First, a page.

Tacoma Power is planning to replace the 19 aging lattice towers on and near North 21st Street with 12 steel monopoles on every other block. Construction is scheduled to start in April 2018. As part of the project, Cushman Substation will be disconnected from the electrical system, and equipment in its fenced yard will be removed. The building will remain untouched by the project. Decisions about the building’s future have not yet been made.
The City of Tacoma would like to update N. 21st Street to current design standards that include sidewalks, turn lanes and bike lanes.
What is happening to the old power towers in the median of N. 21st Street in Tacoma?
Tacoma Power will tear down the bulky, rusty lattice towers on the otherwise picturesque 1.25 miles between N. Highland and N. Adams and replace them with sleek, galvanized steel poles.
Why do the towers need to come down?
The lattice towers are over 90 years old and in a state of significant deterioration.
How many towers are there now, and how many will there be when the project is complete?
There are now 19 total towers: one on every block of North 21st from North Adams to North Highland (total of 15); two in nearby Westgate Center; one near Cushman Substation; and one in front of Pearl Substation on Pearl Street. Those towers are about 75 feet tall.
They will be replaced with 12 galvanized steel monopole towers: one every other block of North 21st Street (total of nine); two in Westgate Center; and one at Pearl Substation. The new towers range from 100 to 110 feet tall.
In addition, some of the wooden poles that line the sides of 21st Street from Puget Sound Avenue to Proctor will be replaced with taller wood poles.
Are there other components to the project?
Yes. The tower replacement is part of the Pearl/Cushman Upgrade project, which includes improvement to how the circuit breakers will work for the transmission lines that connect three large substations throughout Tacoma (Pearl, Cedar and Hilltop substations).
What will happen to the Cushman Substation?
In the fall of 2016, some of the substation’s features will be turned off, but it will still be an energized substation. In the fall of 2017, it will be disconnected from the electrical system and no longer an energized substation. At the end of 2017, the equipment and structures within the fence will be removed. The classic substation building will remain, although no other decisions about the building’s future have been made.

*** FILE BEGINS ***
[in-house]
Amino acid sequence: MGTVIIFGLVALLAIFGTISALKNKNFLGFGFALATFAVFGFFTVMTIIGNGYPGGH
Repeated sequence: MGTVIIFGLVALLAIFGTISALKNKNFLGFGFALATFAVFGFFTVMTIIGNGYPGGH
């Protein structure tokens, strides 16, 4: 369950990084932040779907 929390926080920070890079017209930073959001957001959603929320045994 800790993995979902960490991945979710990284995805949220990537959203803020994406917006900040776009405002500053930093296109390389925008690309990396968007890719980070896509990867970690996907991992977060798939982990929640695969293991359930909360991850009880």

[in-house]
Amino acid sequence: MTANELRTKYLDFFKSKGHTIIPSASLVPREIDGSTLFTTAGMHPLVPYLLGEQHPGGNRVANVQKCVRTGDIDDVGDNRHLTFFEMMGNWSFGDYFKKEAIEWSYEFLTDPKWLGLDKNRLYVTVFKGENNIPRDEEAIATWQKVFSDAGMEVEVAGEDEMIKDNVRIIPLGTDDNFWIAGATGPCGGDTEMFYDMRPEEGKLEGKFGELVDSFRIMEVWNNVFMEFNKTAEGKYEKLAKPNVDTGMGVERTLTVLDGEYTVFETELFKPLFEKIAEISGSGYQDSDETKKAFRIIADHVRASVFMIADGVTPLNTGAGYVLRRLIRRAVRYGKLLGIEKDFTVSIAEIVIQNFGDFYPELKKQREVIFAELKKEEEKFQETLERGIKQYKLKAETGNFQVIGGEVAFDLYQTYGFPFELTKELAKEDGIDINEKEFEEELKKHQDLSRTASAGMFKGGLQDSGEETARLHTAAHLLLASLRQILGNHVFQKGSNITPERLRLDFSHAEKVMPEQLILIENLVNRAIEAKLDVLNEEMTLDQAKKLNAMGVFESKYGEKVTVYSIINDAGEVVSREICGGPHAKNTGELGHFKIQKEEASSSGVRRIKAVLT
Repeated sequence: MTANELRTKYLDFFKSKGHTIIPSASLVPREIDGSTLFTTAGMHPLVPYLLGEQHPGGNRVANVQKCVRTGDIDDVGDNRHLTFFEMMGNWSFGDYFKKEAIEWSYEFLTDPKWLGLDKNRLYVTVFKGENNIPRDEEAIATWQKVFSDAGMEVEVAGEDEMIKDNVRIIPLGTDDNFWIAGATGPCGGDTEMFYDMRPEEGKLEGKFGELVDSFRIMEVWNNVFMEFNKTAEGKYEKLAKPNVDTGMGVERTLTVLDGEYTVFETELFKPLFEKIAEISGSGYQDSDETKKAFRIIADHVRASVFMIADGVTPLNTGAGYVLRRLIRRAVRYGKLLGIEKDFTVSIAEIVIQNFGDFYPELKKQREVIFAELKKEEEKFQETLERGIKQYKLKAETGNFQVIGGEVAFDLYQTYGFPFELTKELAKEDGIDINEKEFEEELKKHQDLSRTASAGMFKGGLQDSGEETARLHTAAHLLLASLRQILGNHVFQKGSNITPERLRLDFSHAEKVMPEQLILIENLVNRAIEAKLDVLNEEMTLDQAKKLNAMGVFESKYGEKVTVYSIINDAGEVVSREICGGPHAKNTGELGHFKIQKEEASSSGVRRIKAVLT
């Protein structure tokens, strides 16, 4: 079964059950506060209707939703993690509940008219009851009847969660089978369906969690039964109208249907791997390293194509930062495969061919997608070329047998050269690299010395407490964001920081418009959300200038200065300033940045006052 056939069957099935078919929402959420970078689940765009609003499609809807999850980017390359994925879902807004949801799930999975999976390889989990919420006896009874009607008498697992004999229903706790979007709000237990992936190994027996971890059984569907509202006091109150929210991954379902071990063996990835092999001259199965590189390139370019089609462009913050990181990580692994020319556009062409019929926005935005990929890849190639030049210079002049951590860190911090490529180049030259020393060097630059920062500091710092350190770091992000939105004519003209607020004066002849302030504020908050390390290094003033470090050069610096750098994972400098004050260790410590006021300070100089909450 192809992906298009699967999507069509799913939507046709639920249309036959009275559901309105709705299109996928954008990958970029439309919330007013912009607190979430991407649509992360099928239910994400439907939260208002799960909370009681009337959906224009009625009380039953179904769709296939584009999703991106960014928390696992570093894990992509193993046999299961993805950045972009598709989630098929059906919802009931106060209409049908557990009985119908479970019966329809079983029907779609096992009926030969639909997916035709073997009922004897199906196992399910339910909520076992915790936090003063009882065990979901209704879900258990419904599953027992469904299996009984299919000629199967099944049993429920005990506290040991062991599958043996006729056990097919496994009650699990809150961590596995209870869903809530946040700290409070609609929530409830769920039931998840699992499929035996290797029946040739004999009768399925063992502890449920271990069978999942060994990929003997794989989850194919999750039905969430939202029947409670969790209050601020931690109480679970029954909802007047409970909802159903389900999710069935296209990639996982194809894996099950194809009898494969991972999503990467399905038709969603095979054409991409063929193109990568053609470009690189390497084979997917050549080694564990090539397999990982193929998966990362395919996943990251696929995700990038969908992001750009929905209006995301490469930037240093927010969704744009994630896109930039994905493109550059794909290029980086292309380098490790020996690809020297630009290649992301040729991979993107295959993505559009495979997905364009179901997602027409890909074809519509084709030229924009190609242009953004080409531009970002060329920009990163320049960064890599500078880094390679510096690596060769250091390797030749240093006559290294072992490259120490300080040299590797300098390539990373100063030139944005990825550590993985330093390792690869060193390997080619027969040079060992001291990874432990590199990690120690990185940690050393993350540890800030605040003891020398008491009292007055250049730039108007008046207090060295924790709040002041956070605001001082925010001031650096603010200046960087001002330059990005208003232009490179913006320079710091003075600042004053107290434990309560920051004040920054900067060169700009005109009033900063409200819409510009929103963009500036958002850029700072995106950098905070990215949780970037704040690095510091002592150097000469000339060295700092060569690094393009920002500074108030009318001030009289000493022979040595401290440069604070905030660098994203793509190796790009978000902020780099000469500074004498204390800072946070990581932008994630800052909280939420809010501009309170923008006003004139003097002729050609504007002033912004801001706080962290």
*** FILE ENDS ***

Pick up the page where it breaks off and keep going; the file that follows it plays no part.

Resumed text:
Will there be traffic improvements to N. 21st Street as part of this project?
Tacoma Power is working closely with the City of Tacoma’s Public Works Department to integrate the new pole locations into its design for potential traffic improvements to N. 21st. (The City of Tacoma does not yet have funding to complete roadway improvements.)
The power pole work is independent of significant traffic improvements and would happen in advance of any changes to the road.
For more information on the traffic improvements, please visit the City of Tacoma's website.
What is the history of the towers?
The towers are part of the Potlatch Transmission Line, which was originally built in 1925 to bring power from the Cushman Hydroelectric Project to Tacoma. Other than a few structures at the hydroelectric project, the lines on N. 21st will be among the last of the original transmission line structures to be replaced. Tacoma Power replaced the Narrows lines in 2006 and North Bay lines in 2014; the Henderson Bay towers at Purdy will be replaced in 2018.
What is the project schedule?
- Design and permitting: Ongoing through 2016.
- Cushman Substation: The substation will be deactivated in the fall of 2016, which means some of its automated functionality will be turned off, but it will still be an energized, functioning component of the utility’s power system. The equipment and structures within Cushman Substation fence will be removed at the end of 2017.
- Construction on N. 21st Street is targeted to start during the spring or summer of 2018.
- The project is scheduled to be complete in early 2019.
What is the project cost?
The estimated project cost is $8 million.
Why are the lines going overhead instead of underground?
Transmission lines are not typically placed underground because of the significant increase in cost. In this case, the cost would be five to 10 times more than overhead lines.
For more information, contact Nora Doyle at (253) 502-8117 or firstname.lastname@example.org.